Step inside the colorful world of this dazzling Palmetto Bluff masterpiece.
Story by Barry Kaufman + Photography by Anne
The provenance of Lowcountry luxury has long been a balancing act between two aesthetics – on the one hand, there are the earthen tones and textures that evoke the region’s beauty: your tabby, your wood, your brick, your subdued palette of blues and greens that mirror the marshes and rivers outside. On the luxurious side of that balance lie the crisp white lines and dramatic architecture that defines modern sophistication.
However, it’s not always white board-and-batten paired with black wrought iron accents. Sometimes, as in the majestic Palmetto Bluff home you see here, Lowcountry luxury can get a little bit colorful.
“I’ll never forget, one of the first things the client said when we were meeting was, ‘I’ve convinced my husband that pink is a neutral color,” said designer Shell Neely of Kelly Caron Designs. Armed with a slew of the client’s vision board images from Houzz and Instagram and mandated to give this Lowcountry home a vibrant tapestry of colors, Neely got to work in conjunction with the team at H2 builders and architect Pierce Scott.
“My client came with a lot of inspiration, so basically I just started pulling colors, tiles and wallpaper to achieve those looks in each of the rooms,” said Neely. “Every suite has wallpaper in it, either in the bathroom or the bedroom, so it was really pulling a wallpaper theme for each room and then building around it.”
The result is a radiant color palette that excites but stops just shy of flamboyance, allowing the beauty of the home to speak for itself.
Be upfront about it
Neely’s inspired use of the wallpaper to inform the home’s color palette is best illustrated in the “front kitchen.” Some of you may be mentally correcting that last sentence. After all, it’s the back kitchen that has become a hallmark of Palmetto Bluff design. In this case, however, the more colorful of the home’s kitchens is found at the front of the house, hence the name.
“The first one we selected was the lemon tree wallpaper in the front kitchen. From that we pulled the Midsummer Night Blue for the cabinetry,” said Neely. She didn’t stop there. Neely carried the Midsummer Night Blue across the foyer to the richly detailed office as well, playing up the symmetry between the two spaces.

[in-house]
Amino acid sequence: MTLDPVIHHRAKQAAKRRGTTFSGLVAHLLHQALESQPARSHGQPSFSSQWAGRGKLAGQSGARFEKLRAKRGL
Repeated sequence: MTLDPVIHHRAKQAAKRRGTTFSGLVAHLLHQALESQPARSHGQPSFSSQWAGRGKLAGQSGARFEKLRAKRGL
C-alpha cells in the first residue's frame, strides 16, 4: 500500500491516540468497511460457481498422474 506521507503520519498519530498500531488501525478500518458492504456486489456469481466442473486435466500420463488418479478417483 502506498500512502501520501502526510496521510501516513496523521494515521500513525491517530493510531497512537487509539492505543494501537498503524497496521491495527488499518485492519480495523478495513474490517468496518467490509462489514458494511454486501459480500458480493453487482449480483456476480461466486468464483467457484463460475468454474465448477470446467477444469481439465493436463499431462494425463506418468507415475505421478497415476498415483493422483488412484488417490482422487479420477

Although as long as we’re discussing proper names for rooms, perhaps the office is too limiting.
“It’s also a lounge space. After dinner, the family will pile onto the sectional in there and listen to records. When they have parties, the guys usually end up either on the screened porch watching a game or in this room because it has a bourbon bar,” said Neely.
That same Midsummer Night Blue also finds its way into the exquisite mudroom, not only on the cabinets but in the eye-catching custom hex tile “Later Gator” pattern on the floor.
Hit the ceiling
One eye-catching aspect that sets the dining room apart, and carries the colorful theme found throughout the home, is the wallpapered ceiling. Popping up in luxury homes as an emerging trend, this sky-high pop of color adds sumptuous flair to this space.
“We had always planned on doing that in the dining room,” said Neely. “And then we echoed the pattern of the ceiling in the fabric on the chairs.”
The color not only ties the room together, it creates a sense of intimacy that balances out the openness of its panoramic view. “We really worked with H2 Builders and architect Pearce Scott to get as much window to maximize weight and height, because she really wanted to see the yard from three sides of that space,” said Neely. “Bringing in the wallpaper on the ceiling still makes it kind of a cozy space, even though you have that light.”
Keep it open-ended
With their passion for entertaining, the homeowners had one clear mandate: Keep the main living spaces as open as possible.
As such, the living room and kitchen blend not only into one another to create the perfect spot for unforgettable soirees, they have easy access to the outdoor spaces. The kind of color that informs the rest of the house can overwhelm in larger spaces, so the palette is noticeably toned down.
“It is more neutral in the living room, but there are still pops of color. We didn’t do color on the walls, but we did blue and white with teal and orange pillows that echo the wallpaper behind the bar,” said Neely.